It is my opinion that Professor Dieter Helm‘s keynote video presentation introducing the SSA’s 25 Year Environment Plan response event (March 2018) signals the end of the 66 year opportunity to implement ‘sustainable development’; and the beginning of a 25 year challenge, set by the British Government, to institutionalize and operationalize ‘development for sustainable survival’. Survival implies a choice of life and death. It gives the task in hand a sense of urgency and brings the objective into sharp focus. To survive, every living organism on this planet needs to eat, drink and breathe every day. Yet we are polluting and depleting the vital life-supporting natural resources that enable us to satisfy these needs: soil, water and air. The estimated number of remaining harvests says it all: fewer than 100 harvests mean many children born today will struggle to survive to the end of their natural life.
We cannot say we weren’t warned. The scientific community, major NGO’s and the UN have made us aware of the risk of natural resource mismanagement for decades - for example:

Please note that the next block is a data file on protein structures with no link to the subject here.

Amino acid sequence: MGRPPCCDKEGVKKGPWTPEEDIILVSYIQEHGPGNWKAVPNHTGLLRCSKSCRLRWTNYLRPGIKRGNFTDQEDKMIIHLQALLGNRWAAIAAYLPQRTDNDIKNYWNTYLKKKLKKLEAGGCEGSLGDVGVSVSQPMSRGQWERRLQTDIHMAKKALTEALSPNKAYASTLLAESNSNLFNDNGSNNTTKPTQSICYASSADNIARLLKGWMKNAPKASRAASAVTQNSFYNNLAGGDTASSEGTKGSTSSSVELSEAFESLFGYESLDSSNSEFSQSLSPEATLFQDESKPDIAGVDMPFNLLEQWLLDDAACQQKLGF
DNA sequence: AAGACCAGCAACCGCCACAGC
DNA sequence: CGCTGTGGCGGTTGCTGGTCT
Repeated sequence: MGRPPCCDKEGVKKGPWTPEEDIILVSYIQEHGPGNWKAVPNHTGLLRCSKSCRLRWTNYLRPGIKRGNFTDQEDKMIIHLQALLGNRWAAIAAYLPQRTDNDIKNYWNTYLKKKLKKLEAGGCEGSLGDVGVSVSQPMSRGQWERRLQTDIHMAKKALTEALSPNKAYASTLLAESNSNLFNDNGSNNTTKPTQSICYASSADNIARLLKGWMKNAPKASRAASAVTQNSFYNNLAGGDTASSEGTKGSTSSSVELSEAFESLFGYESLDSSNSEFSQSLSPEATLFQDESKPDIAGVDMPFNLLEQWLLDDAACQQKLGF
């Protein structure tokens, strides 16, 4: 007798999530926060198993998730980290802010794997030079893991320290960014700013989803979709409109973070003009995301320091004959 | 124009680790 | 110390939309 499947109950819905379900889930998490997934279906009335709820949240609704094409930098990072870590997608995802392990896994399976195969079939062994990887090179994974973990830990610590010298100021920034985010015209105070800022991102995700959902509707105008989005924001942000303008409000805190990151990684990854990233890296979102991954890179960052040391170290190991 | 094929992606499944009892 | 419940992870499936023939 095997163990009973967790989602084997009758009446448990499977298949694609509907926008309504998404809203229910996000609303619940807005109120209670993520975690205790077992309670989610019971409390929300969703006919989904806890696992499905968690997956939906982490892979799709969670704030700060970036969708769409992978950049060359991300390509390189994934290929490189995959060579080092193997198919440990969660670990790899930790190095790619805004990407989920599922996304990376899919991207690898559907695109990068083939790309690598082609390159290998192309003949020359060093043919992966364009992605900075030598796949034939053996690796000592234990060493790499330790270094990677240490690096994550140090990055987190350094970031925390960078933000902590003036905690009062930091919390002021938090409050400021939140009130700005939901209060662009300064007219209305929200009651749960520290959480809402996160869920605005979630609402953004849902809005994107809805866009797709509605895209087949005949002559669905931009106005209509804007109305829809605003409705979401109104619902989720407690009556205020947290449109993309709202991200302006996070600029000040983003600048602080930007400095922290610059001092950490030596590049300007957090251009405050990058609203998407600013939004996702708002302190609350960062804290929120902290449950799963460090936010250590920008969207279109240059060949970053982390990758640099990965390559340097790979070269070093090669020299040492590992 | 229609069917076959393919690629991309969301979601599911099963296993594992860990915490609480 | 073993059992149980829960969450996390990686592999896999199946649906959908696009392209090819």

1962: Rachel Carson’s Silent Spring - Warnings on pesticide use
1977: UN Conference on Water – Assessing water resource issues
1980: The World Conservation Strategy - As relevant today as when first published
1982: Exxon internal report predicts global warming
1987: Our Common Future - The World Commission on Environment & Development, presided over by Norwegian Prime Minister Gro Harlem Brundtland, brings the concept of Sustainable Development into focus. It is described as a process of change in which the exploitation of resources, direction of investments, orientation of technological development and institutional change are all in harmony, enhancing both current and future potential to meet human needs and aspirations.
Relevant key concepts: Global Ecological Overshoot; Limits to Growth; and Ecological Economics.
Multiple international conferences have also attempted to help sustainable development gain traction.